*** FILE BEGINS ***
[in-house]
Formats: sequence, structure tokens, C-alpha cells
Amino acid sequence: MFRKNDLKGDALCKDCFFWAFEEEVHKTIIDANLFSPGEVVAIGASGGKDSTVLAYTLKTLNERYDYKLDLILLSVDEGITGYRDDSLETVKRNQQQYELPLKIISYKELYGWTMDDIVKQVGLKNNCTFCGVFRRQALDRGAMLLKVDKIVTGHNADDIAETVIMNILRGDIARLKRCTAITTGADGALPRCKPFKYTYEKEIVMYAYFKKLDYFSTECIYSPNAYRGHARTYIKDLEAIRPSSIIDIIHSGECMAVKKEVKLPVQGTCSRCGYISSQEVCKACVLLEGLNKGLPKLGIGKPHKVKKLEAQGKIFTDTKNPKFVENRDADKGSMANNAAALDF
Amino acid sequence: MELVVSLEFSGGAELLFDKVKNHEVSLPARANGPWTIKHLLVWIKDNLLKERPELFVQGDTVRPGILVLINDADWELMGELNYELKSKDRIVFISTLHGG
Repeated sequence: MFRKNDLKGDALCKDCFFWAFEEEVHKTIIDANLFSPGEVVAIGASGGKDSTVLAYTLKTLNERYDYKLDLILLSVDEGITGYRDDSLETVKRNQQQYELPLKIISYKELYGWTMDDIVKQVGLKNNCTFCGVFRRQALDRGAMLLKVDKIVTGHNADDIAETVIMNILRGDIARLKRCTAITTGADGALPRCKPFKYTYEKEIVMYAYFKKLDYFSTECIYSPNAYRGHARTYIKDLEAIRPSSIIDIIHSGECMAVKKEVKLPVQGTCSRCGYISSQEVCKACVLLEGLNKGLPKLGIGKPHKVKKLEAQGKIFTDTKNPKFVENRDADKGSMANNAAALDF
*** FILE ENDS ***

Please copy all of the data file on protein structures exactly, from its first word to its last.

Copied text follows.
[in-house]
Formats: sequence, structure tokens, C-alpha cells
Amino acid sequence: MFRKNDLKGDALCKDCFFWAFEEEVHKTIIDANLFSPGEVVAIGASGGKDSTVLAYTLKTLNERYDYKLDLILLSVDEGITGYRDDSLETVKRNQQQYELPLKIISYKELYGWTMDDIVKQVGLKNNCTFCGVFRRQALDRGAMLLKVDKIVTGHNADDIAETVIMNILRGDIARLKRCTAITTGADGALPRCKPFKYTYEKEIVMYAYFKKLDYFSTECIYSPNAYRGHARTYIKDLEAIRPSSIIDIIHSGECMAVKKEVKLPVQGTCSRCGYISSQEVCKACVLLEGLNKGLPKLGIGKPHKVKKLEAQGKIFTDTKNPKFVENRDADKGSMANNAAALDF
Amino acid sequence: MELVVSLEFSGGAELLFDKVKNHEVSLPARANGPWTIKHLLVWIKDNLLKERPELFVQGDTVRPGILVLINDADWELMGELNYELKSKDRIVFISTLHGG
Repeated sequence: MFRKNDLKGDALCKDCFFWAFEEEVHKTIIDANLFSPGEVVAIGASGGKDSTVLAYTLKTLNERYDYKLDLILLSVDEGITGYRDDSLETVKRNQQQYELPLKIISYKELYGWTMDDIVKQVGLKNNCTFCGVFRRQALDRGAMLLKVDKIVTGHNADDIAETVIMNILRGDIARLKRCTAITTGADGALPRCKPFKYTYEKEIVMYAYFKKLDYFSTECIYSPNAYRGHARTYIKDLEAIRPSSIIDIIHSGECMAVKKEVKLPVQGTCSRCGYISSQEVCKACVLLEGLNKGLPKLGIGKPHKVKKLEAQGKIFTDTKNPKFVENRDADKGSMANNAAALDF